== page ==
I live in Sussex County, Delaware, the most rural of our state’s three counties. Transplanted voluntarily from the the more urban/suburban New Castle County, I quickly began to appreciate and marvel at the genteel, rural charm and nature of the people here, who are openly friendly to strangers. These rural inhabitants, who are jokingly (and somewhat derisively) referred to as “slower lowers” are the kind of folks who will introduce themselves on the phone, chat with you for a bit, before getting down to business. A little friendly chat never hurt anyone.
Admittedly, some of this ruralness has rubbed off and I am glad of it. When my daughter moved to New York City, got married and had a baby boy, my first grandchild, it became more convenient for me to visit her than the other way around. Out of necessity, I learned how to do the whole subway thing.
What I was struck by, in those frequent rides on the N train from Manhattan to Astoria, was that no one talked to each other during the commute. Anything to avoid eye contact, let alone a real conversation. I remember paying a compliment to a young lady sitting to my right – admiring her choice of shoes, only to feel an elbow jab in my left side as my daughter admonished,
“Ssssh, mom,” No one does that up here!” <<eyeroll>>
My naive attempt at being friendly in NYC was not appreciated by the stranger on the right who simply smiled and shrugged, embarrassed my daughter on the left, and evidently ID’d me throughout the train as a tourista, a much maligned urban nightmare infamous for slowing down the sidewalk traffic as they take in the sights and sounds of America’s largest city in utter wonderment.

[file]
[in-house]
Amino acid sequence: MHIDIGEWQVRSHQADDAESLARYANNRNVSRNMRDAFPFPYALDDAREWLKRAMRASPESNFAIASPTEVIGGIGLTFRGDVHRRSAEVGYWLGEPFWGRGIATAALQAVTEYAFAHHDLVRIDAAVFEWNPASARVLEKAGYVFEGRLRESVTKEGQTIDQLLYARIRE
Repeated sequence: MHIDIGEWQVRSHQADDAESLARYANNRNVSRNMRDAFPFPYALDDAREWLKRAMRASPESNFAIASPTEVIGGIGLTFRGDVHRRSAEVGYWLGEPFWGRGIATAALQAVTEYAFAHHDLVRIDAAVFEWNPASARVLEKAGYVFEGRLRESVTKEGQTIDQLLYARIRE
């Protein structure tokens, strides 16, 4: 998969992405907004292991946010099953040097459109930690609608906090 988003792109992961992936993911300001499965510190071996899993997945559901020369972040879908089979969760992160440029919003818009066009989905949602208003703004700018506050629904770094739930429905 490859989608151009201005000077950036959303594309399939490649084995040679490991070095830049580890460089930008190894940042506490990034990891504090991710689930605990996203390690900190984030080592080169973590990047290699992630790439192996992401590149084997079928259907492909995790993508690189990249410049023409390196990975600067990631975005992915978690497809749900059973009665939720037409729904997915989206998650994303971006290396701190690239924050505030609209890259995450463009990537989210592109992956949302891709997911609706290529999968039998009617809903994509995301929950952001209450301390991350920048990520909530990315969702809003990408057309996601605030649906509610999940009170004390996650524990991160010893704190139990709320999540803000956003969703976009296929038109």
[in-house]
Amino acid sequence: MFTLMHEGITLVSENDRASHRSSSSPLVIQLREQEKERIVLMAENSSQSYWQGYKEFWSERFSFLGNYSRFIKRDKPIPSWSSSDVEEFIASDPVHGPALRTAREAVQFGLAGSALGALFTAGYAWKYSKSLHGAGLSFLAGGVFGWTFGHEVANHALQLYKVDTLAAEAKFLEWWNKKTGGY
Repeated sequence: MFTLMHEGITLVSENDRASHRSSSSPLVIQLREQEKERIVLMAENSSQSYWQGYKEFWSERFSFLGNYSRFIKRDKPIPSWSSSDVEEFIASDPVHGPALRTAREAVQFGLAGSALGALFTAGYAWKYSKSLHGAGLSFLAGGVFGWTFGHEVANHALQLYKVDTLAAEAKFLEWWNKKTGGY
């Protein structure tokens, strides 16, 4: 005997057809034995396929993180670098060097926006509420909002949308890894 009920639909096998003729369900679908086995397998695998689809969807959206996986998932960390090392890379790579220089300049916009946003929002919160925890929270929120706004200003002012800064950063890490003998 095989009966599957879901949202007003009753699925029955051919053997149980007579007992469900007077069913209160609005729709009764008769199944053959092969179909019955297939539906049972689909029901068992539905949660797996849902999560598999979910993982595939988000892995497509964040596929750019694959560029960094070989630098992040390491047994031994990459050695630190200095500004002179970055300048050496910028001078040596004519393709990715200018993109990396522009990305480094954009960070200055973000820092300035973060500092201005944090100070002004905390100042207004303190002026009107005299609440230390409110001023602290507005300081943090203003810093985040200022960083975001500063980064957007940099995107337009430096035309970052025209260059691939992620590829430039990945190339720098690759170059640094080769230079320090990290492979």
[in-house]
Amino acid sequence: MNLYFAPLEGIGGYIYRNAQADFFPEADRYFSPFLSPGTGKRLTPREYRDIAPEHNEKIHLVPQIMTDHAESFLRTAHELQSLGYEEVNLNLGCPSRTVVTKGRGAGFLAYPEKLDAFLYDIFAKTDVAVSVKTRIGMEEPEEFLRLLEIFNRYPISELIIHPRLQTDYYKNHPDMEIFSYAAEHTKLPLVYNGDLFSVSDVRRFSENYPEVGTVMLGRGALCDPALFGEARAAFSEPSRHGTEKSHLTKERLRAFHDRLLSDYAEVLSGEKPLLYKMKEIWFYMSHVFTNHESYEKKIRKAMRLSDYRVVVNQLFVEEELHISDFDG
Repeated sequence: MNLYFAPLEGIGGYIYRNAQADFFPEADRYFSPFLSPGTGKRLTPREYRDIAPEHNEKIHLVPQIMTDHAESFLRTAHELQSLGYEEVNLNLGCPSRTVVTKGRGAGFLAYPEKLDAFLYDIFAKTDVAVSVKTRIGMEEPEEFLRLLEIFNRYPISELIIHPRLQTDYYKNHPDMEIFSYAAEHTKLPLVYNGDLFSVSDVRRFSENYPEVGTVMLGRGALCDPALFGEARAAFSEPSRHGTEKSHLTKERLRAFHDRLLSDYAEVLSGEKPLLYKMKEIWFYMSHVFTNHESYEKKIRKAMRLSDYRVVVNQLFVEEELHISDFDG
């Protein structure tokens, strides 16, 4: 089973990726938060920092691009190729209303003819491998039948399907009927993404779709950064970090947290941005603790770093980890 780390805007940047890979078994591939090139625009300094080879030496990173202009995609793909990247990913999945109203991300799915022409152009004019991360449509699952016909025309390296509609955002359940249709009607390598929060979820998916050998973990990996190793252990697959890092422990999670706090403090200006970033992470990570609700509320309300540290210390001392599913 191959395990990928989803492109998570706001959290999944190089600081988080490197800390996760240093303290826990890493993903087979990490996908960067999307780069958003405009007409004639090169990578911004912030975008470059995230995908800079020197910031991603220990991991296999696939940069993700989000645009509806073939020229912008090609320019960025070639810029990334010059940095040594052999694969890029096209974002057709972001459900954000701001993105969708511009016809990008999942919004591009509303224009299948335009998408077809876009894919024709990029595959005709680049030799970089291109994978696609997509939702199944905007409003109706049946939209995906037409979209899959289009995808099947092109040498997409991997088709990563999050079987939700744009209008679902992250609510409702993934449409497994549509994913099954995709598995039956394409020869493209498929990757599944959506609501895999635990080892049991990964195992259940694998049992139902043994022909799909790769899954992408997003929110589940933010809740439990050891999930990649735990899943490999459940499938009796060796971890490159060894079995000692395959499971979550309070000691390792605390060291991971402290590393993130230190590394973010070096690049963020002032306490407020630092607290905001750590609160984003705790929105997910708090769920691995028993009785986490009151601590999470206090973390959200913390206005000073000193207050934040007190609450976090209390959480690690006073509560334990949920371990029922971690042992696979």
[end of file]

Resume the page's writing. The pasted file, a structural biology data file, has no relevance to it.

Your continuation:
Awakened to these new realities, I began to notice the obvious. Almost everyone had their heads buried in a device, with a cord running up to both ears. A few had Kindles or Nooks. But mostly smart devices. A few people put back their heads, sans pillow, closed their eyes in an attempt to capture a few of those famous New York minutes of glorious REM sleep.
I never noticed that hardly anyone was reading a book. Dutch photographer Reinier Gerritsen did, who as the following article states, “spent 13 weeks over 3 years scouring the subway system of New York City for riders reading books. His book, The Last Book, captures the phenomenon.
How interesting that reading books is now a significant deviation from the norm! My daughter rarely pulls out her cell phone on the subway, but it is for a different reason. As a young mother, she is unable to freely chase a thief that might snatch a valuable cell phone out of her hands right before the subway doors open. With a toddler in tow, she has more than enough on her hands to occupy her brief subway rides.
I adore my tablet and iPhone. I appreciate the convenience of my Kindle, but nothing can replace holding a real book, feeling the texture of the bond paper in between my fingers, and the relaxation I derive from fidgeting with the corner pages when I am deep in concentration. I resolve to read more in public, so that young people know it used to be an American pastime.
Imagine, in the world of smart, reading the old fashioned way is a dying art.
“Offer me solutions, offer me alternatives, and I decline
It’s the end of the world as we know it, and I feel fine.” – R.E.M.